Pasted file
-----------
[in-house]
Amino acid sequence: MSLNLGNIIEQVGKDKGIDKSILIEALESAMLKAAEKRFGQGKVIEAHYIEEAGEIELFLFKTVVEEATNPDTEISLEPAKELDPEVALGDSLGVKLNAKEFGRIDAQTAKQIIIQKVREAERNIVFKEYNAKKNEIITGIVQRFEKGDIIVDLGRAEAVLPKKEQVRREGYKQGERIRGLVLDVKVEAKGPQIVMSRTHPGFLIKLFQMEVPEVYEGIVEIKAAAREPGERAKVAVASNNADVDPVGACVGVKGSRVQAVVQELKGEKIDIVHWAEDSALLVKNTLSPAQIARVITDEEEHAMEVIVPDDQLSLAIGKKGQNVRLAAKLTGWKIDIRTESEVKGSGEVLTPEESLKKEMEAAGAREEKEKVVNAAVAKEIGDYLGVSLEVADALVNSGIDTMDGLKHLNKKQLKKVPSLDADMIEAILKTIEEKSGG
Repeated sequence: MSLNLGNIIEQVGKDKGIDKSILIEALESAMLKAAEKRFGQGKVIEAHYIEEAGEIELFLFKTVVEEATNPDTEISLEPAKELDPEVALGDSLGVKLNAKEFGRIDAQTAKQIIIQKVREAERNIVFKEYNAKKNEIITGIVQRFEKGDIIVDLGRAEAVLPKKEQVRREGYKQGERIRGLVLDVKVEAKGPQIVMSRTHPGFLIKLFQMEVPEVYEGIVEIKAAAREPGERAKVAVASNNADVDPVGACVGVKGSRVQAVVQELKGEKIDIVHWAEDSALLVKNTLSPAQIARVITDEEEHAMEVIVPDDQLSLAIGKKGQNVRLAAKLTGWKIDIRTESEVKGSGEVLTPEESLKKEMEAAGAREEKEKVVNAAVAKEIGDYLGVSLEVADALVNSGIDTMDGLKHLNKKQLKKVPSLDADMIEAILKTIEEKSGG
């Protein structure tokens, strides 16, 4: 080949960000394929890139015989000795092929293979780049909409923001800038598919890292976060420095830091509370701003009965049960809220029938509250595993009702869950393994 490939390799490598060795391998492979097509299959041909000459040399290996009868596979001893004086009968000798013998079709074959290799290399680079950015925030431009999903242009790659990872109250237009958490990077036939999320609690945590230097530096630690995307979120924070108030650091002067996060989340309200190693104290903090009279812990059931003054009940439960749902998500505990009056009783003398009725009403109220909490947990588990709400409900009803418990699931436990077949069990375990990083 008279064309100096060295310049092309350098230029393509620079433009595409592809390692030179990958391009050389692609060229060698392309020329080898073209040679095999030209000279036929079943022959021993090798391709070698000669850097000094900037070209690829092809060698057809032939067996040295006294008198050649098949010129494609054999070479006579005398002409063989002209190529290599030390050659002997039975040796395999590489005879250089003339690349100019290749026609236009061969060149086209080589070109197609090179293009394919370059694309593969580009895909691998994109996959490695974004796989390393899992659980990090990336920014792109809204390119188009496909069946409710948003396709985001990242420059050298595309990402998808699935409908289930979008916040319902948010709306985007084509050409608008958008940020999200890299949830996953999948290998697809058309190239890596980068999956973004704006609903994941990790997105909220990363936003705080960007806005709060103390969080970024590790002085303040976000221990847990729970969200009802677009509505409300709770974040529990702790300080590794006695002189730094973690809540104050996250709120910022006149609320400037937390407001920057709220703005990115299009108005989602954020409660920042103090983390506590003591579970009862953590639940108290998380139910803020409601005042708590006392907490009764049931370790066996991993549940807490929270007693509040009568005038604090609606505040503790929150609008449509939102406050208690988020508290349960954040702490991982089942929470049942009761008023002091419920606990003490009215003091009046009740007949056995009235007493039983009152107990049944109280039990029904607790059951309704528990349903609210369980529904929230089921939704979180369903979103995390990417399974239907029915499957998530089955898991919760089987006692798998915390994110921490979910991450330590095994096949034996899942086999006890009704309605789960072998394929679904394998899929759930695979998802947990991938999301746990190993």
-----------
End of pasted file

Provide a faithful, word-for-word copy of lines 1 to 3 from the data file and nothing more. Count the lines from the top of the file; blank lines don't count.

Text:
[in-house]
Amino acid sequence: MSLNLGNIIEQVGKDKGIDKSILIEALESAMLKAAEKRFGQGKVIEAHYIEEAGEIELFLFKTVVEEATNPDTEISLEPAKELDPEVALGDSLGVKLNAKEFGRIDAQTAKQIIIQKVREAERNIVFKEYNAKKNEIITGIVQRFEKGDIIVDLGRAEAVLPKKEQVRREGYKQGERIRGLVLDVKVEAKGPQIVMSRTHPGFLIKLFQMEVPEVYEGIVEIKAAAREPGERAKVAVASNNADVDPVGACVGVKGSRVQAVVQELKGEKIDIVHWAEDSALLVKNTLSPAQIARVITDEEEHAMEVIVPDDQLSLAIGKKGQNVRLAAKLTGWKIDIRTESEVKGSGEVLTPEESLKKEMEAAGAREEKEKVVNAAVAKEIGDYLGVSLEVADALVNSGIDTMDGLKHLNKKQLKKVPSLDADMIEAILKTIEEKSGG
Repeated sequence: MSLNLGNIIEQVGKDKGIDKSILIEALESAMLKAAEKRFGQGKVIEAHYIEEAGEIELFLFKTVVEEATNPDTEISLEPAKELDPEVALGDSLGVKLNAKEFGRIDAQTAKQIIIQKVREAERNIVFKEYNAKKNEIITGIVQRFEKGDIIVDLGRAEAVLPKKEQVRREGYKQGERIRGLVLDVKVEAKGPQIVMSRTHPGFLIKLFQMEVPEVYEGIVEIKAAAREPGERAKVAVASNNADVDPVGACVGVKGSRVQAVVQELKGEKIDIVHWAEDSALLVKNTLSPAQIARVITDEEEHAMEVIVPDDQLSLAIGKKGQNVRLAAKLTGWKIDIRTESEVKGSGEVLTPEESLKKEMEAAGAREEKEKVVNAAVAKEIGDYLGVSLEVADALVNSGIDTMDGLKHLNKKQLKKVPSLDADMIEAILKTIEEKSGG